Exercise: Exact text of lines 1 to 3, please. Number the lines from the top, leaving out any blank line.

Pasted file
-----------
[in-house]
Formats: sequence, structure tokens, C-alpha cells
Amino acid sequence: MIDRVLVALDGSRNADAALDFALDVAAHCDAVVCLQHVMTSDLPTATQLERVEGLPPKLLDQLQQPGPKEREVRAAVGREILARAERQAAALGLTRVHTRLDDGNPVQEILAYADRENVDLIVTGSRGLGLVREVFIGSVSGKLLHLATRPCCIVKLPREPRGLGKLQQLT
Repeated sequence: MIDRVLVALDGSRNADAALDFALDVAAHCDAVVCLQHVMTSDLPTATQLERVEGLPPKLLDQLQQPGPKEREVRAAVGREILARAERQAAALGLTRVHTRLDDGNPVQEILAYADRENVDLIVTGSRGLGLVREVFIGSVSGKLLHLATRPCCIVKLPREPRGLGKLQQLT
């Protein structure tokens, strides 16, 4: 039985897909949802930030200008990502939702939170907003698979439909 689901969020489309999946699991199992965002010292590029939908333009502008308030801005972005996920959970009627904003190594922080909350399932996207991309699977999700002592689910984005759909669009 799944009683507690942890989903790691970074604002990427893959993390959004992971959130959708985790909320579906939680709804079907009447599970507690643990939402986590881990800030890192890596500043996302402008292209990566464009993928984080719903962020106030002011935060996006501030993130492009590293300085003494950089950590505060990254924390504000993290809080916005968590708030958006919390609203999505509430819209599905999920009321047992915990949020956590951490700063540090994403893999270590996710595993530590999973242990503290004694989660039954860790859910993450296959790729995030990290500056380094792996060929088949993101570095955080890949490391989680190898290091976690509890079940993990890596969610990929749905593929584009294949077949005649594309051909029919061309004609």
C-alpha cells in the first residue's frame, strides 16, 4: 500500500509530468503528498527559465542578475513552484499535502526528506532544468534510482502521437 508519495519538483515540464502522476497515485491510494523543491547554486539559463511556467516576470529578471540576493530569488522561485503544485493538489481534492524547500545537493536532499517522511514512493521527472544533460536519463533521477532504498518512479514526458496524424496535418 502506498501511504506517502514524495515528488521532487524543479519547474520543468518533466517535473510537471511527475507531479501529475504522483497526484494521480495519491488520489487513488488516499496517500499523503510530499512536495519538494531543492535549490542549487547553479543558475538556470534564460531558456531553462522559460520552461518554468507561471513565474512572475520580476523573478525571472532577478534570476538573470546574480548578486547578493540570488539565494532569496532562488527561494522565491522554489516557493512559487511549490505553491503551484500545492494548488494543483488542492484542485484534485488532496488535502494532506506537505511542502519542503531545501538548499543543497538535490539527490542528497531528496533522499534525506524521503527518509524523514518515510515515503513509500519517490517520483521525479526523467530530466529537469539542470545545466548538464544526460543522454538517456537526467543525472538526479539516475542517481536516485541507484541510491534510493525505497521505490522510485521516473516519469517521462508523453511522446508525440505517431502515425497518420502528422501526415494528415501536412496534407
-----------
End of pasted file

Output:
[in-house]
Formats: sequence, structure tokens, C-alpha cells
Amino acid sequence: MIDRVLVALDGSRNADAALDFALDVAAHCDAVVCLQHVMTSDLPTATQLERVEGLPPKLLDQLQQPGPKEREVRAAVGREILARAERQAAALGLTRVHTRLDDGNPVQEILAYADRENVDLIVTGSRGLGLVREVFIGSVSGKLLHLATRPCCIVKLPREPRGLGKLQQLT